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Most entrepreneurs have big ambitions when they start a new business. But if you don’t have a road map in place to handle rapid growth, you could become a victim of your own success.
But how do you know when it’s time to take your startup to the next level? When are you ready to “scale up?”
We’ll look at a few examples of how real-life companies did—or are doing—it, and walk through a few questions to consider to know if you’re ready to take that next step toward oh, I don’t know, making the Forbes 100.
If you’re thinking about scaling, keep reading.
What does scaling a business mean?
Even though some people think “scaling up” is just a buzzword, it’s a necessary step that growing startups have to take.
And it does have a real meaning: it’s when you equip your business to handle increased demand without incurring extra expenses. Basically, when you’re scaling up, it means you’re bringing more money with less effort.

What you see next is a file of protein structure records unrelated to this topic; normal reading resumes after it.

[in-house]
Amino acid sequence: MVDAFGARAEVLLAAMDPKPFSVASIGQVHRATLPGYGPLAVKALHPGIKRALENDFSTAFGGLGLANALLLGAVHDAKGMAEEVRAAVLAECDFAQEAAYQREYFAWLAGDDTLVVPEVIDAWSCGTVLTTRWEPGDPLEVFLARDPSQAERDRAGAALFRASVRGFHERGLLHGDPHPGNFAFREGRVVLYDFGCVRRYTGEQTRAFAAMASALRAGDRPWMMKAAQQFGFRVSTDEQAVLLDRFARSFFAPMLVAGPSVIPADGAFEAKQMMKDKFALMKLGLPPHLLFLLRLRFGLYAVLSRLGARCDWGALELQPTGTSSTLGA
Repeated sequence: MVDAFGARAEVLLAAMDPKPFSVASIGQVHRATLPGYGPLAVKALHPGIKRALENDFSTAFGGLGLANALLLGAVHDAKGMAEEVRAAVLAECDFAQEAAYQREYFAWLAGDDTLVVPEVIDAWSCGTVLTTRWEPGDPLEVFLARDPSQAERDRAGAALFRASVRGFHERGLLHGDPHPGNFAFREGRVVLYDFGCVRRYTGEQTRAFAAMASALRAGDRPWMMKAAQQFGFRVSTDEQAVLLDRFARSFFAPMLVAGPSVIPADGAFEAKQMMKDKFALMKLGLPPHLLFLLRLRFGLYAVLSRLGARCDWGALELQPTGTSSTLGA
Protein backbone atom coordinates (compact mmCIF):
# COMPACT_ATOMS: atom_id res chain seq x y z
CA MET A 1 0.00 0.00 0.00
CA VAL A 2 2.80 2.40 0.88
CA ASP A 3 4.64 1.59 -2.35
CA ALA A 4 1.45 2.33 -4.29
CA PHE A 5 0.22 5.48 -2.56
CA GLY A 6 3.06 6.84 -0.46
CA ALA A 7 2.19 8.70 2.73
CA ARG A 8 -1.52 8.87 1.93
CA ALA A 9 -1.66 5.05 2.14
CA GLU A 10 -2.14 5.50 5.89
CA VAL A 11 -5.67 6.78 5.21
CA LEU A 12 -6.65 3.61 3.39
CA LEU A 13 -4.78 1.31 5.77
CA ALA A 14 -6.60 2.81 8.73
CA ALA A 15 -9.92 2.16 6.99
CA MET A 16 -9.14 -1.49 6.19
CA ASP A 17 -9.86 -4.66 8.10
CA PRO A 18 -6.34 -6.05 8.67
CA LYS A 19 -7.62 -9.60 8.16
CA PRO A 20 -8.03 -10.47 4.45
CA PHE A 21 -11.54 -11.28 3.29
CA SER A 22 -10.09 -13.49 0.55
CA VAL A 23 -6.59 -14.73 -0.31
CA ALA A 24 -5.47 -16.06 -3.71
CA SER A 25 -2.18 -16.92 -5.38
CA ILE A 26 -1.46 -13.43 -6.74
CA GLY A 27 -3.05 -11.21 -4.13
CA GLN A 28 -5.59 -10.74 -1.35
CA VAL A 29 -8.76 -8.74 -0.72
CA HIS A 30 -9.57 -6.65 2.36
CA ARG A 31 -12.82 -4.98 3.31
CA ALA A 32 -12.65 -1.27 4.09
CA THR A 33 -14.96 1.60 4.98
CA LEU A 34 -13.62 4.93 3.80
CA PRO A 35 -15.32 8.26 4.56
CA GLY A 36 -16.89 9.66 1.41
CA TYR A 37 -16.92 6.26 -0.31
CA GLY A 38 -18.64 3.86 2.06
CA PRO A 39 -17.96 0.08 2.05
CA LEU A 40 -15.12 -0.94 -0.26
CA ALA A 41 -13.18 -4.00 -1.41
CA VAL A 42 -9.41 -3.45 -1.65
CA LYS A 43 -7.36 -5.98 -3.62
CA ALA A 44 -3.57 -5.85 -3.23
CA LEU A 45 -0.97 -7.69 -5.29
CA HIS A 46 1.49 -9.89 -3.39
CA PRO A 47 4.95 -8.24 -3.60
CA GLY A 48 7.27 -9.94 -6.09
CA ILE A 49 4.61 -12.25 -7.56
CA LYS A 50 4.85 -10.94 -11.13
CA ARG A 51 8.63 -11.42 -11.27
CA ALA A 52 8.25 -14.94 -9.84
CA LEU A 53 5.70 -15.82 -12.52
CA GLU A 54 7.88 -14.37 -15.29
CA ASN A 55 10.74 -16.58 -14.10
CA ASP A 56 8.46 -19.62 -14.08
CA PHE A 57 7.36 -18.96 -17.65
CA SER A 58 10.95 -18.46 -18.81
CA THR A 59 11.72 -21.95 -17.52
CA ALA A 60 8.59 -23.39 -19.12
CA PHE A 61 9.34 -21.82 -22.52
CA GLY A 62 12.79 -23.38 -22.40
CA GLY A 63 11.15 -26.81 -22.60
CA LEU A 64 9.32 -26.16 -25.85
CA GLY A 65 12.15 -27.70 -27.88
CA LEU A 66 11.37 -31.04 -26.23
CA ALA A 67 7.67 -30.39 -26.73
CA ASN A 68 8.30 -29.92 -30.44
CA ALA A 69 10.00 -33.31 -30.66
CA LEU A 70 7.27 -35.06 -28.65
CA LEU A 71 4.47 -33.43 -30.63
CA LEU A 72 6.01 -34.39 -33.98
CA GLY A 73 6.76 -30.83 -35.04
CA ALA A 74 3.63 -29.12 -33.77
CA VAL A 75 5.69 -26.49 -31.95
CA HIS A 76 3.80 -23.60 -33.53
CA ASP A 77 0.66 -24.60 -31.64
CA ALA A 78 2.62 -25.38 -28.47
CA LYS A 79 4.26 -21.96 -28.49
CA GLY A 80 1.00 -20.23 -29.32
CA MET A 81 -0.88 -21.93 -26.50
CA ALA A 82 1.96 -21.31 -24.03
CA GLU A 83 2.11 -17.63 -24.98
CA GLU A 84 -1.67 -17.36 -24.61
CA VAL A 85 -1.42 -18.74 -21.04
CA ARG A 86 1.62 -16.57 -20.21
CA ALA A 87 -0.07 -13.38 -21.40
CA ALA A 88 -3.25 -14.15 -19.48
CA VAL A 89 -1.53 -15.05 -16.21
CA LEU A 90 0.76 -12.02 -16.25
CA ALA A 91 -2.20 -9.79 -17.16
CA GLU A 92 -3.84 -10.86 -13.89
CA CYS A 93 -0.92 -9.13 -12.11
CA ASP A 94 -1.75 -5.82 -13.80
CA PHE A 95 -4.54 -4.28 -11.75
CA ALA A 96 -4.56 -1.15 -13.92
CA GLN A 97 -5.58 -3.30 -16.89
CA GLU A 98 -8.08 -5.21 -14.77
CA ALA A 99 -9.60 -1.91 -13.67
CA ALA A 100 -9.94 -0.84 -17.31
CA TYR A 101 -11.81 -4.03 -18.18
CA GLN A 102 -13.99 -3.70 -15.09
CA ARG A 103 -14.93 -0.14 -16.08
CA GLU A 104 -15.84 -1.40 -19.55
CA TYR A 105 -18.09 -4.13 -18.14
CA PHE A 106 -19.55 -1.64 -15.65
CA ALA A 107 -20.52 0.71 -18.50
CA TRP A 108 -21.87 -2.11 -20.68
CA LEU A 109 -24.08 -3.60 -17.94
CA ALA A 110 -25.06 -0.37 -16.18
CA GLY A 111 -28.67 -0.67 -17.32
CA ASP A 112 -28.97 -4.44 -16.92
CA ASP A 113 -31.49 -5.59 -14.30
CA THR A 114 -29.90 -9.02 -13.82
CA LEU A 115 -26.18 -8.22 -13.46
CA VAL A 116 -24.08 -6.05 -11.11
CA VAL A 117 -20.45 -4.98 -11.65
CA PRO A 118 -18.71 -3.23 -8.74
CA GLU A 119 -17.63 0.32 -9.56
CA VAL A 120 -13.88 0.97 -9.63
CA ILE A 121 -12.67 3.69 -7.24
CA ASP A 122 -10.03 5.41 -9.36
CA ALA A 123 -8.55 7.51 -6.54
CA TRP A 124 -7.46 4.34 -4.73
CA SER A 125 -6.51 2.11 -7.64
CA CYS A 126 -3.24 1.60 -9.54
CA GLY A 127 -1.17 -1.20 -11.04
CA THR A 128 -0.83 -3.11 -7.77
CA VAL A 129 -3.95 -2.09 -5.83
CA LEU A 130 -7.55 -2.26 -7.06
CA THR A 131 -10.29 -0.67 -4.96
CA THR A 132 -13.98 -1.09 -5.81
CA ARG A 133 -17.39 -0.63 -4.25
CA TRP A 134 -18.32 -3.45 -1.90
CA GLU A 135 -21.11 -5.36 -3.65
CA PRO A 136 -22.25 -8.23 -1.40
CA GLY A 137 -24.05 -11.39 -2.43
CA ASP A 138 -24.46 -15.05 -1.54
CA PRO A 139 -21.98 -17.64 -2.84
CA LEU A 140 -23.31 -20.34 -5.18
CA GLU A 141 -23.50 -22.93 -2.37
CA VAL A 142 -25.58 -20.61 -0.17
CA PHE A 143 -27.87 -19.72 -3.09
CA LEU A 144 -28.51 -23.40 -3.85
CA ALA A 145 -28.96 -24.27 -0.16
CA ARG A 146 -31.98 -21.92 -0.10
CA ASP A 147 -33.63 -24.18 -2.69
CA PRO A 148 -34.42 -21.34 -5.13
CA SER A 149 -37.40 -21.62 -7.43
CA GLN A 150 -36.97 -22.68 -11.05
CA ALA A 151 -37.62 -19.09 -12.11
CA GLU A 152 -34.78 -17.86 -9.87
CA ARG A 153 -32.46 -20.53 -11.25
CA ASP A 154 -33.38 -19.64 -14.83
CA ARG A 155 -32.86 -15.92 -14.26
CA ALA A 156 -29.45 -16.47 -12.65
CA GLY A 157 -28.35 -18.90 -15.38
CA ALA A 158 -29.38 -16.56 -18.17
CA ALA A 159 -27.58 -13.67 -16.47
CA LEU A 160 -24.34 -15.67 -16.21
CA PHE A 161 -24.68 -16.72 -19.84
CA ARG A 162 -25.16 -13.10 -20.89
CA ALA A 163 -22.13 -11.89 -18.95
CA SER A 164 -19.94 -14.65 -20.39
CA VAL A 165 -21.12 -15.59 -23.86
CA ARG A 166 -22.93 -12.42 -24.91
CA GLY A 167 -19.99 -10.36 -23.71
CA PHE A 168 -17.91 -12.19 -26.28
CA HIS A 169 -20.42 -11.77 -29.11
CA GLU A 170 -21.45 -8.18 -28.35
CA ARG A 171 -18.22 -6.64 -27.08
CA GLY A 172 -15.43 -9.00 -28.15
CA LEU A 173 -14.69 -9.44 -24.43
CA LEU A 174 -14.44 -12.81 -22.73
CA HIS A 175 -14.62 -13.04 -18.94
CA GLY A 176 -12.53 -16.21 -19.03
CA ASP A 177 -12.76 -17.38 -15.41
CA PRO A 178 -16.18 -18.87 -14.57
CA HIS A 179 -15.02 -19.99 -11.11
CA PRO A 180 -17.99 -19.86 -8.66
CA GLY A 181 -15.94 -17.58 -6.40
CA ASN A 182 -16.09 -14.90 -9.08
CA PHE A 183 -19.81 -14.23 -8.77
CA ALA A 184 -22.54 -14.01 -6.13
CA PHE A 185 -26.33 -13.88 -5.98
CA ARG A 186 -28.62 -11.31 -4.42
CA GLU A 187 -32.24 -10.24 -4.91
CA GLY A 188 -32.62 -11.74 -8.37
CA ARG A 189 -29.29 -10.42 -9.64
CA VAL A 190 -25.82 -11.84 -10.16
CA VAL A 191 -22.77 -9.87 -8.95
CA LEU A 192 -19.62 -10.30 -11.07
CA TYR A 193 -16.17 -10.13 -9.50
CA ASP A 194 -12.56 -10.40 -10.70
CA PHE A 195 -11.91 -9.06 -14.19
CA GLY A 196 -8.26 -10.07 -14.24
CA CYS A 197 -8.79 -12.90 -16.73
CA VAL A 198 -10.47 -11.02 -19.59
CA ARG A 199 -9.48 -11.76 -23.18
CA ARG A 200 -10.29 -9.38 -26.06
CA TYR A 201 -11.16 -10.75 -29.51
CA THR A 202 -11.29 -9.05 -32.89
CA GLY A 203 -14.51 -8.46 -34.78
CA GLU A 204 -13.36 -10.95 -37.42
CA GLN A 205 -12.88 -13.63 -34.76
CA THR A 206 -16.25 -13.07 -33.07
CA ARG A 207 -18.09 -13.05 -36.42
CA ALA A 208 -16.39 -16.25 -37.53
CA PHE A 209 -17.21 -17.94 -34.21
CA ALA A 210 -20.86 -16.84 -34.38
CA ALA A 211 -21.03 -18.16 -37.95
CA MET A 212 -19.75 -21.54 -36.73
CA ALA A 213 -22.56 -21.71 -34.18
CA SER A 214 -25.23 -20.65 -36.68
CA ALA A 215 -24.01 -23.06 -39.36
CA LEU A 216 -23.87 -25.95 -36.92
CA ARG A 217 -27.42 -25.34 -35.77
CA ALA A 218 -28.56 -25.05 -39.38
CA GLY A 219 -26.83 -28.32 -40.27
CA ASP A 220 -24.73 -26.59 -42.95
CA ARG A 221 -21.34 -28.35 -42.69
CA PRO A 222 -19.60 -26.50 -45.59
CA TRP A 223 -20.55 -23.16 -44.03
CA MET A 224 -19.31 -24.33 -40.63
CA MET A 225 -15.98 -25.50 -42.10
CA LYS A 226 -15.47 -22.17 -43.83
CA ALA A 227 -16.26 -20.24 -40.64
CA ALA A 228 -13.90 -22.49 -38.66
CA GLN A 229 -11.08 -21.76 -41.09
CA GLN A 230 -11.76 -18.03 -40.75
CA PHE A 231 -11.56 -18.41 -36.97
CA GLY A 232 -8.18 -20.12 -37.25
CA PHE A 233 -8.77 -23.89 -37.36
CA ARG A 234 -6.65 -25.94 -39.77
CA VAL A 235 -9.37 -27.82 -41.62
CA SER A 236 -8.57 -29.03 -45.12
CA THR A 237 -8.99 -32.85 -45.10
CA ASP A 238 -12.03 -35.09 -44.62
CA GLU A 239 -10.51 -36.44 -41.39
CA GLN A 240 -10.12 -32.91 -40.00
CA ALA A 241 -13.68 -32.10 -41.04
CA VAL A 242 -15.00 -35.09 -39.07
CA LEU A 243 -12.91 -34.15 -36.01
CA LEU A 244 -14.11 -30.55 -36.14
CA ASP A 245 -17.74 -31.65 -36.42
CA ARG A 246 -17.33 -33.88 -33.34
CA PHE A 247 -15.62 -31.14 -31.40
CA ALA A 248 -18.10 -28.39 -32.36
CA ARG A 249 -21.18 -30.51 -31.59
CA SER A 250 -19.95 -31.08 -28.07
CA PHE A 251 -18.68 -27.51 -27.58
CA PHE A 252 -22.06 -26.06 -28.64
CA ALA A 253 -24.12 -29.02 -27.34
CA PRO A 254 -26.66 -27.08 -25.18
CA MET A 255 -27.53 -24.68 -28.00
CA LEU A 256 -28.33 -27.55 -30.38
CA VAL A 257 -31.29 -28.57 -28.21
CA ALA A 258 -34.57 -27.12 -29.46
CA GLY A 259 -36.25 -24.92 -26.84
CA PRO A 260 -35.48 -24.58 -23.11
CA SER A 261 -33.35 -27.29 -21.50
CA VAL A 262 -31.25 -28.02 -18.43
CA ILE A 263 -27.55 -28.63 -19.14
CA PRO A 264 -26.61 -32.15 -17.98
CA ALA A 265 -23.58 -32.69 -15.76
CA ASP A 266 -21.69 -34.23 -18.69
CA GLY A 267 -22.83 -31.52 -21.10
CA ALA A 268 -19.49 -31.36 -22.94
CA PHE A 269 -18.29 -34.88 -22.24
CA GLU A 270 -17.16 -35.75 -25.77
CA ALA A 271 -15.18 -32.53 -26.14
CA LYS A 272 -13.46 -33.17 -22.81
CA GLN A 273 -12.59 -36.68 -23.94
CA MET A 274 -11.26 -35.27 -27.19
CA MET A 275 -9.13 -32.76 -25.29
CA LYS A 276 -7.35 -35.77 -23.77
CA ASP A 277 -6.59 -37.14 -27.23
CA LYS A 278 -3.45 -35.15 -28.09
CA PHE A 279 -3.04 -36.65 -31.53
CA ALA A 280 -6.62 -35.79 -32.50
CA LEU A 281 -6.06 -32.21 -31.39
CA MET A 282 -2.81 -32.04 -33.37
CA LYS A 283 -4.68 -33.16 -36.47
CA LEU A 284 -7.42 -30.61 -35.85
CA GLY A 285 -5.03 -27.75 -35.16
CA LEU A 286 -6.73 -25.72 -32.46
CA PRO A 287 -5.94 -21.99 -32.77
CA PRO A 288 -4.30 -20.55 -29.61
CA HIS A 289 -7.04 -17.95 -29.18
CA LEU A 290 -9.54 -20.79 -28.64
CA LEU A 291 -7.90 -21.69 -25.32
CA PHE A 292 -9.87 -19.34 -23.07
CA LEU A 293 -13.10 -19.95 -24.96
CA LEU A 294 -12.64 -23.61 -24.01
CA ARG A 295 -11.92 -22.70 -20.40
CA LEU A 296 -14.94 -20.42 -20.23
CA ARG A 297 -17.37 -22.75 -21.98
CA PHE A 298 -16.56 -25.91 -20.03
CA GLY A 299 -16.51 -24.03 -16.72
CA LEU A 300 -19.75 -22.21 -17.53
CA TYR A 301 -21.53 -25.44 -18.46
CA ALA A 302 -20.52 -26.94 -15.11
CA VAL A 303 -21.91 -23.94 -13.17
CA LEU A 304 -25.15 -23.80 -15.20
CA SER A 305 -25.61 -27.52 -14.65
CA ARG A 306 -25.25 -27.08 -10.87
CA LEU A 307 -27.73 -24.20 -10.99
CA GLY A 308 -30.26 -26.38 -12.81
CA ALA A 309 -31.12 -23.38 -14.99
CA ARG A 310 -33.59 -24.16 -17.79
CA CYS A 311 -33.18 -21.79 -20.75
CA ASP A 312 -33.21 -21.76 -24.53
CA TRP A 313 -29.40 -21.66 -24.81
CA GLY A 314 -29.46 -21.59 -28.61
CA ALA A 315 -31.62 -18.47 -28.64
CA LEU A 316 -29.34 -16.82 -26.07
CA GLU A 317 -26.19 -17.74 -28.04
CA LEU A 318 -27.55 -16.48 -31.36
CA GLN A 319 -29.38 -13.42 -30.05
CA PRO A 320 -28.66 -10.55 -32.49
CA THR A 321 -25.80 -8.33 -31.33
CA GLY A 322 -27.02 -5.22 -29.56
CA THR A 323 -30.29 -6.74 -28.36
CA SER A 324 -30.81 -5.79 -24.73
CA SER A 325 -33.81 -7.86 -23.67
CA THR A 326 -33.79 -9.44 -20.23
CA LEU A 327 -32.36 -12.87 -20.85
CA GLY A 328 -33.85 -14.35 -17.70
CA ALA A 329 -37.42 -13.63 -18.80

It’s about responding to growth, and adjusting your business model accordingly. Google is probably one of the most famous examples of a company that scaled successfully, as it generated lots of new customers with little additional investment.
The differences between scaling and growing a business
People often use “scale” and “growth” interchangeably, but although they’re related, they are actually two different things.
Growing a business means increasing revenue, but you’re likely also using more resources (such as hiring more staff to deal with more customers or try to win more prospects).
Scaling is when revenue increases without a substantial increase in costs, meaning you can support further growth—you could look at it as a more sustainable way of growing.